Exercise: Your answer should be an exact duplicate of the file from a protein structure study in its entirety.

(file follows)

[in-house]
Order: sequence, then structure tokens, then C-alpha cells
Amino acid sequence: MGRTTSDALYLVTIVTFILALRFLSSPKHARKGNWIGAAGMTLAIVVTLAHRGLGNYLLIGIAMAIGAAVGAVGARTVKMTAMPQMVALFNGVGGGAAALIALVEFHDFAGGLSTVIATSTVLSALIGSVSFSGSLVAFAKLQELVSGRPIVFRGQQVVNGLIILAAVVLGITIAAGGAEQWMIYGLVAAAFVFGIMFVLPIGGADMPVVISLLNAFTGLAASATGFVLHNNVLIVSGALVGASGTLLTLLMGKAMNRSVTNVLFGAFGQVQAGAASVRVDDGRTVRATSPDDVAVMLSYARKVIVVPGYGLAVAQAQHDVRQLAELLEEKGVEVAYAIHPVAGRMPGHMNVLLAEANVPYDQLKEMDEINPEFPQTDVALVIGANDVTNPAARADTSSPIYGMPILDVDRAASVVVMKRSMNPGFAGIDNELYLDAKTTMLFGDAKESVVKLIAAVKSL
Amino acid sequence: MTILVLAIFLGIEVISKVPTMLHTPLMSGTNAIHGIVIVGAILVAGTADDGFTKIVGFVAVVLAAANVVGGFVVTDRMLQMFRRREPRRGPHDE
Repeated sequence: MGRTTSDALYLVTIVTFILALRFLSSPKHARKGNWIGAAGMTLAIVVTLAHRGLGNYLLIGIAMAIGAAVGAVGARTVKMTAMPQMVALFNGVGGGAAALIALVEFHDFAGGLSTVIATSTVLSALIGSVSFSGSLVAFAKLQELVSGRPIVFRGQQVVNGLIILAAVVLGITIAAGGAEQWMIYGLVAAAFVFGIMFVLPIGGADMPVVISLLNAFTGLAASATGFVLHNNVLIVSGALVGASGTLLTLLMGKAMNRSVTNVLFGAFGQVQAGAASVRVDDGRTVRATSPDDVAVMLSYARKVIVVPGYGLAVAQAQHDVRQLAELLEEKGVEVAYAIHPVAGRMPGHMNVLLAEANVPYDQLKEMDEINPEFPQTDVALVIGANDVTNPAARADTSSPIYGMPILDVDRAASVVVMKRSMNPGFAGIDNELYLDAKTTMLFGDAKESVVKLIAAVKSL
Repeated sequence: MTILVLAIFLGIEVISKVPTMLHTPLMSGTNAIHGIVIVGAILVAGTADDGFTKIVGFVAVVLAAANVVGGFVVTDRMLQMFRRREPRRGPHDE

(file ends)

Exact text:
[in-house]
Order: sequence, then structure tokens, then C-alpha cells
Amino acid sequence: MGRTTSDALYLVTIVTFILALRFLSSPKHARKGNWIGAAGMTLAIVVTLAHRGLGNYLLIGIAMAIGAAVGAVGARTVKMTAMPQMVALFNGVGGGAAALIALVEFHDFAGGLSTVIATSTVLSALIGSVSFSGSLVAFAKLQELVSGRPIVFRGQQVVNGLIILAAVVLGITIAAGGAEQWMIYGLVAAAFVFGIMFVLPIGGADMPVVISLLNAFTGLAASATGFVLHNNVLIVSGALVGASGTLLTLLMGKAMNRSVTNVLFGAFGQVQAGAASVRVDDGRTVRATSPDDVAVMLSYARKVIVVPGYGLAVAQAQHDVRQLAELLEEKGVEVAYAIHPVAGRMPGHMNVLLAEANVPYDQLKEMDEINPEFPQTDVALVIGANDVTNPAARADTSSPIYGMPILDVDRAASVVVMKRSMNPGFAGIDNELYLDAKTTMLFGDAKESVVKLIAAVKSL
Amino acid sequence: MTILVLAIFLGIEVISKVPTMLHTPLMSGTNAIHGIVIVGAILVAGTADDGFTKIVGFVAVVLAAANVVGGFVVTDRMLQMFRRREPRRGPHDE
Repeated sequence: MGRTTSDALYLVTIVTFILALRFLSSPKHARKGNWIGAAGMTLAIVVTLAHRGLGNYLLIGIAMAIGAAVGAVGARTVKMTAMPQMVALFNGVGGGAAALIALVEFHDFAGGLSTVIATSTVLSALIGSVSFSGSLVAFAKLQELVSGRPIVFRGQQVVNGLIILAAVVLGITIAAGGAEQWMIYGLVAAAFVFGIMFVLPIGGADMPVVISLLNAFTGLAASATGFVLHNNVLIVSGALVGASGTLLTLLMGKAMNRSVTNVLFGAFGQVQAGAASVRVDDGRTVRATSPDDVAVMLSYARKVIVVPGYGLAVAQAQHDVRQLAELLEEKGVEVAYAIHPVAGRMPGHMNVLLAEANVPYDQLKEMDEINPEFPQTDVALVIGANDVTNPAARADTSSPIYGMPILDVDRAASVVVMKRSMNPGFAGIDNELYLDAKTTMLFGDAKESVVKLIAAVKSL
Repeated sequence: MTILVLAIFLGIEVISKVPTMLHTPLMSGTNAIHGIVIVGAILVAGTADDGFTKIVGFVAVVLAAANVVGGFVVTDRMLQMFRRREPRRGPHDE